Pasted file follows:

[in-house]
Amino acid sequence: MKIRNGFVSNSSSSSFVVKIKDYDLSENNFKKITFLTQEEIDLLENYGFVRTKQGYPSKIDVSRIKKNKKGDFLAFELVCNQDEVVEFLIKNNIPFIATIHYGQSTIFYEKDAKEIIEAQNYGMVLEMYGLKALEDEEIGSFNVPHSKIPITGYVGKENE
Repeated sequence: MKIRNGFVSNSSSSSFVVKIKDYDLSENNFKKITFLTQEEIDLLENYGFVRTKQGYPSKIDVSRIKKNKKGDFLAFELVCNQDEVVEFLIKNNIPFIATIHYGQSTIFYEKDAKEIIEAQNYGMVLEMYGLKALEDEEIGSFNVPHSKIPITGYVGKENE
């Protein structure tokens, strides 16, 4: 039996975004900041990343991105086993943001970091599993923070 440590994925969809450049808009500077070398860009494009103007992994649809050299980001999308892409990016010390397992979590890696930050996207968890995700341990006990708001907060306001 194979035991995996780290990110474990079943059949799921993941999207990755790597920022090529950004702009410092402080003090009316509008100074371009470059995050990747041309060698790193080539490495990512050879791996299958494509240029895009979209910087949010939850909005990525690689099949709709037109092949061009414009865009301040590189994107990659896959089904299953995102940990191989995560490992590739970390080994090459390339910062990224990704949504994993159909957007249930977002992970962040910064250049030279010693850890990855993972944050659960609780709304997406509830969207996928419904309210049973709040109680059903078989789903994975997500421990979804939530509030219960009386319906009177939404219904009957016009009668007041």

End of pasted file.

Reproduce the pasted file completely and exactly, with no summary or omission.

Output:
[in-house]
Amino acid sequence: MKIRNGFVSNSSSSSFVVKIKDYDLSENNFKKITFLTQEEIDLLENYGFVRTKQGYPSKIDVSRIKKNKKGDFLAFELVCNQDEVVEFLIKNNIPFIATIHYGQSTIFYEKDAKEIIEAQNYGMVLEMYGLKALEDEEIGSFNVPHSKIPITGYVGKENE
Repeated sequence: MKIRNGFVSNSSSSSFVVKIKDYDLSENNFKKITFLTQEEIDLLENYGFVRTKQGYPSKIDVSRIKKNKKGDFLAFELVCNQDEVVEFLIKNNIPFIATIHYGQSTIFYEKDAKEIIEAQNYGMVLEMYGLKALEDEEIGSFNVPHSKIPITGYVGKENE
């Protein structure tokens, strides 16, 4: 039996975004900041990343991105086993943001970091599993923070 440590994925969809450049808009500077070398860009494009103007992994649809050299980001999308892409990016010390397992979590890696930050996207968890995700341990006990708001907060306001 194979035991995996780290990110474990079943059949799921993941999207990755790597920022090529950004702009410092402080003090009316509008100074371009470059995050990747041309060698790193080539490495990512050879791996299958494509240029895009979209910087949010939850909005990525690689099949709709037109092949061009414009865009301040590189994107990659896959089904299953995102940990191989995560490992590739970390080994090459390339910062990224990704949504994993159909957007249930977002992970962040910064250049030279010693850890990855993972944050659960609780709304997406509830969207996928419904309210049973709040109680059903078989789903994975997500421990979804939530509030219960009386319906009177939404219904009957016009009668007041």